The Past Perfect Tense

We use the past perfect tense to describe an action that occurred in the past before another
action happened.

  • When you came home, Mario had already left. 
  • She quit her job, but she had saved enough money for her trip. 
  • I was taking a shower when she had called. 
  • When he got home he had found out that someone had broken into his home. 
  • I was playing baseball when it had started to rain. 
  • They didn’t want to go with us because they had already seen the movie. 
  • We didn’t go to dinner because we had already eaten. 

Notice that in the above examples that one action was in progress or finished before another action occurred.

  • You came home but Mario had already left.
    (Mario left before you came home.)
  • She quit her job but she had saved enough money for her trip.
    (She saved enough money for her trip before she quit her job.)
  • I was taking a shower when you had called.
    (I was in the process of taking a shower.)
  • When he got home he found out someone had broken into his home.
    (Someone broke into his home before he knew about it.)
  • I was playing baseball when it had started to rain.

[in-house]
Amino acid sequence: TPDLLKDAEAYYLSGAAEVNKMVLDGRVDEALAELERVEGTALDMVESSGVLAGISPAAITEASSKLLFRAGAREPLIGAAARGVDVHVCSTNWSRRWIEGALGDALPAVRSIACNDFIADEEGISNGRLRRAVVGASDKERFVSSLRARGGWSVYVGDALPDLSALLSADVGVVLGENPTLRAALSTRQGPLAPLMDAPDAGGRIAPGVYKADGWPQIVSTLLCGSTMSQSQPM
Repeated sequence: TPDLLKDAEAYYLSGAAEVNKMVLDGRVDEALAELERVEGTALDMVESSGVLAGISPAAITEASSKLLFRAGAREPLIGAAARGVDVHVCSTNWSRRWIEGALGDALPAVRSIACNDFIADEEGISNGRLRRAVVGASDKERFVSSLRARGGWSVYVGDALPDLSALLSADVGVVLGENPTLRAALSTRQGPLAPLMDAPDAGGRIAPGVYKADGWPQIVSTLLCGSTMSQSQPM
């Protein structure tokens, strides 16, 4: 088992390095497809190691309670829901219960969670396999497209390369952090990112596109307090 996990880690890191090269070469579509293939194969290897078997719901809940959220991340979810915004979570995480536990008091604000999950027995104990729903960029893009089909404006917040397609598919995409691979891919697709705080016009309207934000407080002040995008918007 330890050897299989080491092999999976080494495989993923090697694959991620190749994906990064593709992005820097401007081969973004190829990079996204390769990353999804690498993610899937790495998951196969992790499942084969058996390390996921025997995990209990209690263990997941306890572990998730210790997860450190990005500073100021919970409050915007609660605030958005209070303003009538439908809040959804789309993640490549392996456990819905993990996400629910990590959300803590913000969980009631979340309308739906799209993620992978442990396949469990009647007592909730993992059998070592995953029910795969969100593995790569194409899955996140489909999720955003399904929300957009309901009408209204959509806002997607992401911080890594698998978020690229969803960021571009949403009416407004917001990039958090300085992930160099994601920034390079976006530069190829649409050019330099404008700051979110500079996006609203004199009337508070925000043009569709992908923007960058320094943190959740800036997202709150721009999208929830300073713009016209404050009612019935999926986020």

(I was in the process of playing baseball and later it started to rain.)
  • They didn’t want to go with us because they had already seen the movie.
    (They saw the movie before we asked them to go with us.)
  • We didn’t go to dinner because we had already eaten.
    (We ate before someone asked us to go to dinner with them.)

To intensify the action we often use the word “already” in the affirmative and “yet” in the negative.

  • I had already eaten when they asked me to dinner.  (affirmative)
  • I hadn’t eaten yet when they asked me to dinner.  (negative)
  • Hector had already finished his homework when his friend arrived.  (affirmative)
  • Hector hadn’t finished his homework yet when his friend arrived.  (negative)
  • She had already been shopping when the store had the sale.  (affirmative)
  • She hadn’t been shopping yet when the store had the sale. (negative) 

We often use the word “never” when using the past tense in negative.

  • I had never been to Spain before. 
  • You had never met her. 
  • She had never flown before. 
  • He had never seen her at the party. 
  • It had never rained this hard before. 
  • They had never sent us a letter. 
  • We had never eaten so much in our lives. 
 Subject  + Had  + Past Participle  + Complementizer
 before coming here. 
 there before. 
 him many times before. 
 several times. 
 a lot in those days. 
 the gifts already. 
 before the competition. 
 each other once. 

It’s sometimes easy to confuse the present perfect with the past perfect.

Look at the examples below and compare:

Present Perfect Past Perfect
Who is that guy? 
Who was that guy? 
I don’t know, I’ve never met him. 
I don’t know, I hadn’t met him. 
We aren’t tired, we’ve slept a lot. 
We weren’t tired, we’d slept a lot.
She is angry at him, he’s cheated on her. 
She was angry at him, he  had cheated on her.
They are tired now, they have traveled for a long time. 
They were tired, they had traveled for a long time.